Professor JoAnne Stubbe will receive the 2020 Priestley Medal at at ACS’ Spring 2020 National Meeting & Exposition in Philadelphia. The annual award, named for chemistry pioneer Joseph Priestley, is the highest honor the American Chemical Society bestows. This award recognizes her pioneering studies of enzymatic radical chemistry, long-range proton-coupled electron transfer, DNA cleavage by anti-cancer drugs, enzymatic formation of polyesters and purine biosynthesis.
Professor Stubbe is the Novartis Professor of Chemistry and Biology, emerita, at the Massachusetts Institute of Technology and has authored more than 300 papers, including over 140 in ACS Publications journals. Professor Stubbe joined the faulty of MIT in 1987, devoting most of her time to studying ribonucleotide reductases, which she has called “some of nature’s most-complex and important enzymes.”
“Dr. Stubbe is a true pioneer in biochemistry,” says ACS Executive Director and CEO Thomas Connelly Jr., Ph.D. “Her efforts in studying ribonucleotide reductases, among other major accomplishments, have had a profound impact across the scientific landscape and the world at large. I can think of none more deserving of this award, and I extend my sincerest congratulations.”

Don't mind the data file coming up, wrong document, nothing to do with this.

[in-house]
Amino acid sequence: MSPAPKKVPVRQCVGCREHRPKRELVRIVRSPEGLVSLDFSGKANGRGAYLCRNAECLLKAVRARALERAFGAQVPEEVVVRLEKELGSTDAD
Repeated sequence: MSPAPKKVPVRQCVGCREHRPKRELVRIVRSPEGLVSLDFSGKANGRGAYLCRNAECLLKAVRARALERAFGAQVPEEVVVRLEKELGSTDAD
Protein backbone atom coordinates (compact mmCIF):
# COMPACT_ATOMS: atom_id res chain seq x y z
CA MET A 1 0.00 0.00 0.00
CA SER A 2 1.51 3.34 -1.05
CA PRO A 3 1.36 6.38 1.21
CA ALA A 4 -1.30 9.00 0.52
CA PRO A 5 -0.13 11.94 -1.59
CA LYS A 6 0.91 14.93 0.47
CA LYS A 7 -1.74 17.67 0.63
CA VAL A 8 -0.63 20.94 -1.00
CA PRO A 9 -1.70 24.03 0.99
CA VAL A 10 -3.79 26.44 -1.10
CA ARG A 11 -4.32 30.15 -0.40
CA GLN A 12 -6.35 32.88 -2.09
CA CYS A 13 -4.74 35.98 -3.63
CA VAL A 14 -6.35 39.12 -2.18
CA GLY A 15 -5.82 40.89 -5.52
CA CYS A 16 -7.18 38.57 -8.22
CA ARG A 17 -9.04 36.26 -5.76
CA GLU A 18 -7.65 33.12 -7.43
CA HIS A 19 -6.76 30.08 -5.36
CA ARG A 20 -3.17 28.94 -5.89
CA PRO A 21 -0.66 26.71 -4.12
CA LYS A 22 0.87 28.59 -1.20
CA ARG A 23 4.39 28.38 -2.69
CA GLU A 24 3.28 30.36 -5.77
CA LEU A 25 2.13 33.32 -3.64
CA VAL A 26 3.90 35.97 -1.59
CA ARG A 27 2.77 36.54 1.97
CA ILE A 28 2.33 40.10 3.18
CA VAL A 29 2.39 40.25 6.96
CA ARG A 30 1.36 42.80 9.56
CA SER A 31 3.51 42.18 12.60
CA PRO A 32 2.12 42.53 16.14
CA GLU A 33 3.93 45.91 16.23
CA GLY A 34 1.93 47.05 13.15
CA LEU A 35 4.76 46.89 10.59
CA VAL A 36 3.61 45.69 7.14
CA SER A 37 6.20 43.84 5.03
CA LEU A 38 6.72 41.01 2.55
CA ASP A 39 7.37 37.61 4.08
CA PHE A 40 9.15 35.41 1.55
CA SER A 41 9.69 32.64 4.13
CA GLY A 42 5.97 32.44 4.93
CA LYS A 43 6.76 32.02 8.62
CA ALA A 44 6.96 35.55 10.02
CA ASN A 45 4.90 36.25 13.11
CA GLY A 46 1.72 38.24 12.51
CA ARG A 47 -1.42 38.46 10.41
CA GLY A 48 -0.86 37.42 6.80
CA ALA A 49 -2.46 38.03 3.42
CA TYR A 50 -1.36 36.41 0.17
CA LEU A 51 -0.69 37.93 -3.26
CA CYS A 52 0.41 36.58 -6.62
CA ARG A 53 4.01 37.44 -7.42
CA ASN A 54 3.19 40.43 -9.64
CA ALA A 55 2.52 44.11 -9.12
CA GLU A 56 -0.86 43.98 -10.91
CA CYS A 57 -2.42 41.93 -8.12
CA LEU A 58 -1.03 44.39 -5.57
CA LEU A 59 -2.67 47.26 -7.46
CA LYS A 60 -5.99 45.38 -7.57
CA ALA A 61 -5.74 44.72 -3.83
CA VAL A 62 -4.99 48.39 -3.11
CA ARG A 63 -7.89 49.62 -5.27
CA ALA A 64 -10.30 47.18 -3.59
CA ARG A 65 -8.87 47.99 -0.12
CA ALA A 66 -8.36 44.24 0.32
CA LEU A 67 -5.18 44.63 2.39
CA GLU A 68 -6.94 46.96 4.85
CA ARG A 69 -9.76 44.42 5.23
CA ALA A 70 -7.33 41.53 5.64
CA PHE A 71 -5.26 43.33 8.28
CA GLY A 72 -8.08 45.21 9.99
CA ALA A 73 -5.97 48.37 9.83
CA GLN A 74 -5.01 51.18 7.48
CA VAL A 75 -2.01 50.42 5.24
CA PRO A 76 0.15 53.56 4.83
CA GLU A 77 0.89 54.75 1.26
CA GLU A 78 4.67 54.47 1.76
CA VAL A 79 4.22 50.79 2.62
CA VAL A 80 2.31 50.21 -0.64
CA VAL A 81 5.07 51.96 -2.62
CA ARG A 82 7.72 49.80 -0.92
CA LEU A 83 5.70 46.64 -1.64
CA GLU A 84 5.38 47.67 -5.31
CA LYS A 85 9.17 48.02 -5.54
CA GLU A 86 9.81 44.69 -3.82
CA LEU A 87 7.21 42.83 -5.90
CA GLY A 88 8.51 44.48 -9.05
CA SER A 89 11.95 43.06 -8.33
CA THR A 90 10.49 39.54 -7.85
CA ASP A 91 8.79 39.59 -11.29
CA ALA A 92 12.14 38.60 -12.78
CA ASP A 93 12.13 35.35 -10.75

Her first major discovery was figuring out how ribonucleotide reductase catalyzes the conversion of ribonucleotides, the building blocks of RNA, to deoxyribonucleotides, the building blocks of DNA — an essential role in DNA repair and replication. She also worked out the mechanism of action of cancer drug bleomycin. Her works has inspired similar studies in a host of other enzymes, leading to new cancer drugs.
In addition to several previous ACS national awards, she was elected to the National Academy of Sciences in 1992, received the 2008 National Medal of Science and 2010 Welch Award in Chemistry, among many other accolades.
“JoAnne Stubbe is an excellent choice to receive the 2020 Priestley Medal. Her research into the mechanisms of key biochemical enzymes has significantly advanced the field. Her passion for the science has made her a role model for young women and men alike,” says ACS President Bonnie Charpentier, Ph.D. “And I’m especially proud to welcome her into the prestigious ranks of the Priestley Medalists as only the fifth woman to receive this honor.”